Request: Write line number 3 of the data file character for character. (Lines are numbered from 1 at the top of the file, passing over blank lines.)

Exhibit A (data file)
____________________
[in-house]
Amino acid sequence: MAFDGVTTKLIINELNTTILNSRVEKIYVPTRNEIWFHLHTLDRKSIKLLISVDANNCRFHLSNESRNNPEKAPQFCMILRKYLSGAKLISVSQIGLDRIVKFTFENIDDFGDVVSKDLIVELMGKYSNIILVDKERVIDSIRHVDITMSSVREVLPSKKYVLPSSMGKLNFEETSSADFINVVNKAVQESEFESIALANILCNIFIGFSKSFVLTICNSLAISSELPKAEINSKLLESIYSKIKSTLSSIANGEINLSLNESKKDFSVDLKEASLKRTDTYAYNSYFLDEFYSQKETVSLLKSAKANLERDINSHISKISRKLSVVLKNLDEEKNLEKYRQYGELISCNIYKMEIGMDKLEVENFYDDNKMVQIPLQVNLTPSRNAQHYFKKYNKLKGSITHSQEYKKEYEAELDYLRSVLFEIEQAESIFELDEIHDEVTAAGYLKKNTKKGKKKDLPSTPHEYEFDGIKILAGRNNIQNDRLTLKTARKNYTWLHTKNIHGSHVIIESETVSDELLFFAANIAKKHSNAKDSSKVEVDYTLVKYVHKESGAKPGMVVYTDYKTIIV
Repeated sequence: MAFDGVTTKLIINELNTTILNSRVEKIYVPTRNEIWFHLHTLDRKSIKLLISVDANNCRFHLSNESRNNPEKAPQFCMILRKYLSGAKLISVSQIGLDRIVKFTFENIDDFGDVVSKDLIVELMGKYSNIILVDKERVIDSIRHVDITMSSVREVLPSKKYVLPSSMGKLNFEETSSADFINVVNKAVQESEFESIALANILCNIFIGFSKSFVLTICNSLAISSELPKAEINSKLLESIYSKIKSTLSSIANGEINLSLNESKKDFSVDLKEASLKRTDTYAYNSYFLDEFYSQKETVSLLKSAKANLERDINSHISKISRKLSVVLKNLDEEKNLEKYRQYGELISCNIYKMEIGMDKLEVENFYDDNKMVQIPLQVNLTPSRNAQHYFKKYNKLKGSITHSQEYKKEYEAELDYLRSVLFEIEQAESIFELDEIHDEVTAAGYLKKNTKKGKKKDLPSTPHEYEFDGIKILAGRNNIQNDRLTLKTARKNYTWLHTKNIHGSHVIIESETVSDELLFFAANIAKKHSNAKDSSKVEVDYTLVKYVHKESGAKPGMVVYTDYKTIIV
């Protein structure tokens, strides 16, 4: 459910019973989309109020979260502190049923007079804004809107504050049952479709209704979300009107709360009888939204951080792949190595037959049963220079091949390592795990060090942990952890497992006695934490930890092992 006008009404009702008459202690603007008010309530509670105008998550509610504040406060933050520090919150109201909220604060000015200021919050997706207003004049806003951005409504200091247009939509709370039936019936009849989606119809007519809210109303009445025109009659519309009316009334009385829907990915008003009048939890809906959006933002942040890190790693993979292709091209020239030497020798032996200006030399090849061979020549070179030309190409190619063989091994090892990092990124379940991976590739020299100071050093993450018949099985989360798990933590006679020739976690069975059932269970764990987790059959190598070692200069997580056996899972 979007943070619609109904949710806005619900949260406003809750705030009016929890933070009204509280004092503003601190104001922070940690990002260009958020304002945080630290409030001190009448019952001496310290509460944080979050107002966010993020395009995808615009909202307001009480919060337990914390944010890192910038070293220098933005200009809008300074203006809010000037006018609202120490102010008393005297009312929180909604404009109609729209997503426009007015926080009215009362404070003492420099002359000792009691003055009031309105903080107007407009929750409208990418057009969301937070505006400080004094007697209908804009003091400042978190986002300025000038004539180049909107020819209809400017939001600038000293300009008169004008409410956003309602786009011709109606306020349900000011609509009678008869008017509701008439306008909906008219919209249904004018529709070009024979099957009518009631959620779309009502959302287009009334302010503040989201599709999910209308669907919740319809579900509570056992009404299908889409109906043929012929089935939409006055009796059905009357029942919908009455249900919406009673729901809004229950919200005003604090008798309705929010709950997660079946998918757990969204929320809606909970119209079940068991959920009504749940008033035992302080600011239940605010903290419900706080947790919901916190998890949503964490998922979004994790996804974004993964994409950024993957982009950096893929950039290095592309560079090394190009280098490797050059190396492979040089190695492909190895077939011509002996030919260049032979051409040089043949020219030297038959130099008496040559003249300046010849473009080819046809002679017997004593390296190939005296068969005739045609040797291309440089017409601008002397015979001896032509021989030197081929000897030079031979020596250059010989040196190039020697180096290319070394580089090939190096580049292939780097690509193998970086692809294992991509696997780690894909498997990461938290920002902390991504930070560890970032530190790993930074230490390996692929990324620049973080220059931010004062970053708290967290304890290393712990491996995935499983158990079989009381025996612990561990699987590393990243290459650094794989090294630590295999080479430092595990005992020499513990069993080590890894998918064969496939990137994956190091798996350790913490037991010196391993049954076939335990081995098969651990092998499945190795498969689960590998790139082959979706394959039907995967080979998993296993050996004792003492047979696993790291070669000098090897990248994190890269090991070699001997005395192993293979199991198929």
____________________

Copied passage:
Repeated sequence: MAFDGVTTKLIINELNTTILNSRVEKIYVPTRNEIWFHLHTLDRKSIKLLISVDANNCRFHLSNESRNNPEKAPQFCMILRKYLSGAKLISVSQIGLDRIVKFTFENIDDFGDVVSKDLIVELMGKYSNIILVDKERVIDSIRHVDITMSSVREVLPSKKYVLPSSMGKLNFEETSSADFINVVNKAVQESEFESIALANILCNIFIGFSKSFVLTICNSLAISSELPKAEINSKLLESIYSKIKSTLSSIANGEINLSLNESKKDFSVDLKEASLKRTDTYAYNSYFLDEFYSQKETVSLLKSAKANLERDINSHISKISRKLSVVLKNLDEEKNLEKYRQYGELISCNIYKMEIGMDKLEVENFYDDNKMVQIPLQVNLTPSRNAQHYFKKYNKLKGSITHSQEYKKEYEAELDYLRSVLFEIEQAESIFELDEIHDEVTAAGYLKKNTKKGKKKDLPSTPHEYEFDGIKILAGRNNIQNDRLTLKTARKNYTWLHTKNIHGSHVIIESETVSDELLFFAANIAKKHSNAKDSSKVEVDYTLVKYVHKESGAKPGMVVYTDYKTIIV